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Climbing Mount Kenya

In 1997 UNESCO inscribed Mount Kenya a World Heritage Site as "one of the most impressive landscapes in Eastern Africa with its rugged glacier-clad summits, Afro-alpine moorlands and diverse forests that illustrate outstanding ecological processes". Since 1978, the area is also an International Biosphere Reserve. Mt. Kenya, an extinct volcano that last erupted between 2.8 to 3.2 million years ago, was gazetted a National Park in 1949 and a National Reserve in 2000 and is managed by Kenya Wildlife Service


At 5,199m high, Mt Kenya is the second highest mountain in Africa after Kilimanjaro. It offers easy or challenging ascents with superb scenic beauty.

In the 2800 sq km National Park and National Reserve are over 800 recorded plant species with 81 species being endemic to Mt. Kenya; There is also a wide variety of wildlife such as elephant, buffalo, eland, bushbuck, waterbuck, zebra, hyena, colobus monkey, white-throated guegnon and common at higher altitudes, the ubiquitous Mt Kenia rock hyrax. Animals rarely seen include leopard, bongo, giant forest hog and rhino.


The elevation range is approximately 2200 metres to 5200 metres and includes several distinct vegetation zones: Mixed broad-leaf forest, Gallery Forest, Bamboo, Giant Heath and Hagenia, moorland tussock grasses, Giant Senecio and Lobelia-and, at the uppermost elevation, rock and ice.

The peak area is formed from the hard core or plug of the volcano, the crater having long since been eroded away, and rises steeply on all sides some 450 m above the glaciers and scree slopes. There is excellent rock and ice climbing of a high standard to the twin summit peaks of Batian (5199 m) and Nelion (5188 m). The third highest peak is Pt. Lenana (4985 m) which can be reached by any fit walker, suitably equipped.


Remember that Lenana is the same altitude or higher than many Himalayan passes, and that altitude sickness can be a problem. Even on the shortest route to Point Lenana, trekkers should allow 3 days at the very least to allow for acclimatization on the way up. This will let you enjoy the trek even more, and improve your chances of success.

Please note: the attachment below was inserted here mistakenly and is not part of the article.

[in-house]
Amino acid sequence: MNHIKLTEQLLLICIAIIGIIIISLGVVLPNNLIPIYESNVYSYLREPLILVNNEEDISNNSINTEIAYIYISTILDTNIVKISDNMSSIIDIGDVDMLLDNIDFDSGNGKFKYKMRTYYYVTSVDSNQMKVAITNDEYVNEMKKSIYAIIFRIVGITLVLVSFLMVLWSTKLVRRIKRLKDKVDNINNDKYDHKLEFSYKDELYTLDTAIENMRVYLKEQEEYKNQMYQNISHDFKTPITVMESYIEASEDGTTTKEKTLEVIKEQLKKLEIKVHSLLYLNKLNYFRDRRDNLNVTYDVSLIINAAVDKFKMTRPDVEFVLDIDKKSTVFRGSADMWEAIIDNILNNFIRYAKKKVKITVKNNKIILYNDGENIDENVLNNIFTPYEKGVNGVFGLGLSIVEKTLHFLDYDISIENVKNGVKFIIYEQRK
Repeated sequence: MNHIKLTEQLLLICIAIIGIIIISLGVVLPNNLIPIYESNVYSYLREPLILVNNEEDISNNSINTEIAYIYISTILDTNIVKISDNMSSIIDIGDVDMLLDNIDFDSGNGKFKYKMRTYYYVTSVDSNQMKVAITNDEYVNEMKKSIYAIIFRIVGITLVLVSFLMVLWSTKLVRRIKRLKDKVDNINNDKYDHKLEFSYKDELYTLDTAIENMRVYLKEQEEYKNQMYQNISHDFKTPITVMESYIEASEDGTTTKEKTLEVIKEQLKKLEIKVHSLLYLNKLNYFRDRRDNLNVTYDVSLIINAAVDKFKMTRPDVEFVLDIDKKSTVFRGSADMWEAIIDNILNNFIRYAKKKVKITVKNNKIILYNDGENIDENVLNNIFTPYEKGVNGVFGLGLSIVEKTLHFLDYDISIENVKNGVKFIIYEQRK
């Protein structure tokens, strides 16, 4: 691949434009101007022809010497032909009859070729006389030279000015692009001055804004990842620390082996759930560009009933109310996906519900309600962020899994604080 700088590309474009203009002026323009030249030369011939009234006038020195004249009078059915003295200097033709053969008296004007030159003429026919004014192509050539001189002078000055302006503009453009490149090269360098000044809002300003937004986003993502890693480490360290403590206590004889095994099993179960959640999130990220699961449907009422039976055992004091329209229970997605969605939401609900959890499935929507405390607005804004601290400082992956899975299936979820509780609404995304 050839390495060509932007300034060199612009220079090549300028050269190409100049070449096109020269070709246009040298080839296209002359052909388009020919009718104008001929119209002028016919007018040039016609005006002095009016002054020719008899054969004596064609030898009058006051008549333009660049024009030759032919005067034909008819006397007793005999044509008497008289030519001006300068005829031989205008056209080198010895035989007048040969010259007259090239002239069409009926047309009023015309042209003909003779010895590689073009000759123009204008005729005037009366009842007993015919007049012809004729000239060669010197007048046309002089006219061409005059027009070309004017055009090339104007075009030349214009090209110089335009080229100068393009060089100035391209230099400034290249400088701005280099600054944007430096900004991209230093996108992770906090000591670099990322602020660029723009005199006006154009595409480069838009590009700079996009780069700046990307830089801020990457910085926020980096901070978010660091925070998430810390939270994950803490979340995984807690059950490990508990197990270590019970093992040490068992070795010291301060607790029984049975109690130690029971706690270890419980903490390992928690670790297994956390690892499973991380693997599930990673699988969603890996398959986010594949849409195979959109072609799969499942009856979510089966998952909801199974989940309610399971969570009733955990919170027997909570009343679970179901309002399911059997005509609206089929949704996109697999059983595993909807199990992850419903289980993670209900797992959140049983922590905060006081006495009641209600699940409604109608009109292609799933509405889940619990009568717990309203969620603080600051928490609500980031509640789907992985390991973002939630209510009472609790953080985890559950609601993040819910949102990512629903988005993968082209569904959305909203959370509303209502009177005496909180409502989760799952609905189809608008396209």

Despite its size, it is possible to gain altitude rapidly on Mt. Kenya and overzealous climbers run the risk of high altitude sickness. Mt. Kenya is responsible for a large proportion of the world's high altitude pulmonary oedema cases (a potentially fatal form of High Altitude sickness). This can be prevented (and the experience made more enjoyable) if a sensibly slow approach is made.

Also, because Mount Kenya is so close to the equator, night can descend with surprising rapidity, only about half an hour after the sun has set, which can catch out visitors from further latitudes.

Mount Kenya, like most mountains, can be a very dangerous place. Many people are injured and even killed each year. Do not attempt the mountain if you suffer from any health problems, or if you do not have the appropriate gear.

KWS regulations require all visitors to register upon entrance to the mountain and sign out on departure. Hiking alone is prohibited. No burning is allowed. Take all litter out with you. Mt Kenya Map

Take nothing but pictures, leave nothing but footprints

Mount Kenya Forest Vegetation And Coverage In Percentage:
Bamboo - 10%
Bamboo and Forest Mix - 23%
Forest - 32%
Bushy Forest - 11%
Grassland - 8.5%
Plantation - 9%
Other - 6.5%
7 days Mt. Kenya Climbing - Sirimon – Naro Moru Route
6 days Mt. Kenya Climbing - Sirimon – Chogoria Route
5 days Mt. Kenya Climbing - Sirimon – Chogoria Route
5 days Mt. Kenya Climbing- Naro Moru – Chogoria Route
5 days Mt. Kenya Climbing - Naro Moru Route
4 days Mt. Kenya Climbing: Sirimon - Route
4 days Mt. Kenya Climbing: Naro-Moru- Route





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